01. Integrative Assessment
OUR 6-STEP ONCOLOGY PROGRAM
The functional assessment aims to address one of the most important challenges within the battle against cancer; individuality.
We have all heard at some point within medicine, the phrase “no patient is the same”, which is very true, these diversities to which we refer, are mostly detectable, we can be objective in terms of differences presented by each patient compared to another.
However, the traditional approach once the diagnosis is obtained, is practically general, that is, all patients with X cancer will undergo a protocolized treatment, where the differences are minimal, this approach is tumor-oriented, leaving aside to a certain extent, the individuality of each patient.
Patient individuality is the way each patient experiences, feels and lives with his cancer diagnosis. Where the only thing that is taken as common based on the diagnosis is, the type of Cancer and therefore possible location, other than that, we will find a world of differences between them, such as age, sex (certain cancers affect only one gender), localization and size of tumors, the extent of damage to surrounding areas of these tumors, treatments done, response to these treatments, additional illnesses besides the primary cancer diagnosis, the list goes on and on…
We can say that the only rule in cancer is that there are no rules, the scenarios in which cancer can occur along with other diseases of any kind are extensive, we have treated patients with cancer AND AIDS, Cancer AND hepatitis, Cancer AND liver cirrhosis , these are extreme example, but DO happen!
When we develop a treatment scenario, we need to take into consideration the general condition of the patient at the time of diagnosis, how strong or weak he is to deal with the disease both physically and emotionally.
We have been able to recognize 5 areas related to the possible etiology of cancer, these are, Genetics, Nutrition, Xenobiosis or toxicity, Chronic inflammation such as dysfunction of the immune response, and Psychology, all of which we will speak in greater detail at another time.
Returning to the functional assessment, as we can see, there are many individual factors that are involved in each of the patients we treat. That is why the functional evaluation was developed based on the individuality of each patient and the 5 etiological areas, where we not only focus in the cancer-related state of wellbeing but the general state of how the patient is living and dealing with the disease and how this disease is manifesting specifically in this individual.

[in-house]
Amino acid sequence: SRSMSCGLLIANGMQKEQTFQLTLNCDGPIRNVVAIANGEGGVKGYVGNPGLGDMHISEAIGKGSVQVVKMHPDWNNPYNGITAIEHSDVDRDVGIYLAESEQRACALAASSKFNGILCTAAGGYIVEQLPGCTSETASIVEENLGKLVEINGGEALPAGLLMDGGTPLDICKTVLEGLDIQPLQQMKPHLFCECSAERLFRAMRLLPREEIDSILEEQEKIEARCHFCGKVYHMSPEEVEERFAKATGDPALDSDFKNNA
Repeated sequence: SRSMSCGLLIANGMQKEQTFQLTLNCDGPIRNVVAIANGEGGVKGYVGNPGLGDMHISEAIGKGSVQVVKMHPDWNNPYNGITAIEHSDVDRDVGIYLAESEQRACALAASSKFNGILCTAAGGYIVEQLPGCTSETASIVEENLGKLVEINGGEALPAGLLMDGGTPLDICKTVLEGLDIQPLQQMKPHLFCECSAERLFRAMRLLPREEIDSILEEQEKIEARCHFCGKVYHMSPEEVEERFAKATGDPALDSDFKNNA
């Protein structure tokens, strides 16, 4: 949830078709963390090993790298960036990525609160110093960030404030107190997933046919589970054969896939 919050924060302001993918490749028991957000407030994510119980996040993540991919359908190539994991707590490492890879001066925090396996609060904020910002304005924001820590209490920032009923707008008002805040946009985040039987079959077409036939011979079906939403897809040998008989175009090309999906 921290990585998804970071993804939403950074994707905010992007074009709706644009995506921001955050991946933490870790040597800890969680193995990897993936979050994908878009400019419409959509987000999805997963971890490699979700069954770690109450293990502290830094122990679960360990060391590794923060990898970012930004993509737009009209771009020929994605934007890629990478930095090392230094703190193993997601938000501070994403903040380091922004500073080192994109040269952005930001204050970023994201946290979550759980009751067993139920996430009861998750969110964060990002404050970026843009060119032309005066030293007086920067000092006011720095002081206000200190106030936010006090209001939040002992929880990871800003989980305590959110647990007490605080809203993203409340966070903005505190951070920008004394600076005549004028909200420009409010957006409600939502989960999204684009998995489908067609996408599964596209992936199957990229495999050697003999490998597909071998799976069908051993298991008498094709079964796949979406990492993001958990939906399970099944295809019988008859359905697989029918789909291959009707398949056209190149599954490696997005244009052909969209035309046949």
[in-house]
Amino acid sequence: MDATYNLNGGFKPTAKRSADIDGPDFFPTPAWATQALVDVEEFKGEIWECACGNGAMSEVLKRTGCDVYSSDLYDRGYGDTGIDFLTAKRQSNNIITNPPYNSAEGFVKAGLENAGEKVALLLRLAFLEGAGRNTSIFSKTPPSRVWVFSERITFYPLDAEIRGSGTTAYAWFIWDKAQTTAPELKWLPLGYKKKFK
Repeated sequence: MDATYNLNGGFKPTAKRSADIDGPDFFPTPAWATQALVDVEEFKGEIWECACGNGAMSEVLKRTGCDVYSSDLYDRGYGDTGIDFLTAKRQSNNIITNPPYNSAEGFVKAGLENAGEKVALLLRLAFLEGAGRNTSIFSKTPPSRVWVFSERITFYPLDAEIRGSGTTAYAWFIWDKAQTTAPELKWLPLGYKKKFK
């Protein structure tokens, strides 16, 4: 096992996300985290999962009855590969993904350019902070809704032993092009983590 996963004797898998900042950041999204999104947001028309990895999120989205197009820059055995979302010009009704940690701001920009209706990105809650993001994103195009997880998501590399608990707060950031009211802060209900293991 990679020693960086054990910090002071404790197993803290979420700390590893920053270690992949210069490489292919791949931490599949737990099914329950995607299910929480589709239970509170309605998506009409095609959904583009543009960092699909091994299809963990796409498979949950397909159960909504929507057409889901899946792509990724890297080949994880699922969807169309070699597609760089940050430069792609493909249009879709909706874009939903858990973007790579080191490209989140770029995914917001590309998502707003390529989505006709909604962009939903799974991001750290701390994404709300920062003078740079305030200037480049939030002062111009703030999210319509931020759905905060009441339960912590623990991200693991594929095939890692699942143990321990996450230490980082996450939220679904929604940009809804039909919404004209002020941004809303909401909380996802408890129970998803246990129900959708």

By recognizing that individuality can extend to any area of medicine, we must also recognize the importance of a MEDICAL TEAM as the only real way to deal with this disease. Cancer has been defined as the result of multiple situations, pathologies and factors, so it only makes sense that a multidisciplinary team is the one that fronts it.
This happens typically in the first 3 to 4 days of the patient’s arrival, consisting of two main areas:
- Medical appointments with assigned team, and,
- Medical tests ranging from imaging studies to lab-work, we will not repeat recent tests, we will only perform those which the patient does not have or the ones that have lost clinical value. The evaluation is done through the assigned functional team, which can be extended or modified to any situation or need of each patient.
The goal of comprehensive assessment is the detailed analysis of what is “healthy” typically the oncological diagnosis approach is for the “not healthy” assuming a good condition the rest of the organic functions, away from the possible prevention of frequent complications. An adequate analysis of the “healthy” allows us to define specific needs, as well as identify possible hidden situations causing complications or other possible pathologies and therefore their possible prevention or early management.
The evaluation will provide us with information about the rest of the systems and organs that by definition are not affected by the disease, however, we know that there is an “overload” by which these systems are going to maintain the physiological balance.
It is of utmost importance to define this possible “overload” to avoid imbalance which leads the patient to a health decline or possible complications. When detecting systems and organs with overload we can specify which intervention could be optimal for preventive and maintenance purposes.
This allows us to outline the plan to maintain the balance in patients who have it, as well as establish a proper intervention for those who do not.
The range of tests performed in conjunction with medical evaluations allow us to know the patient and his individuality, to recognize specific needs and priorities for the construction of a truly tailored treatment plan.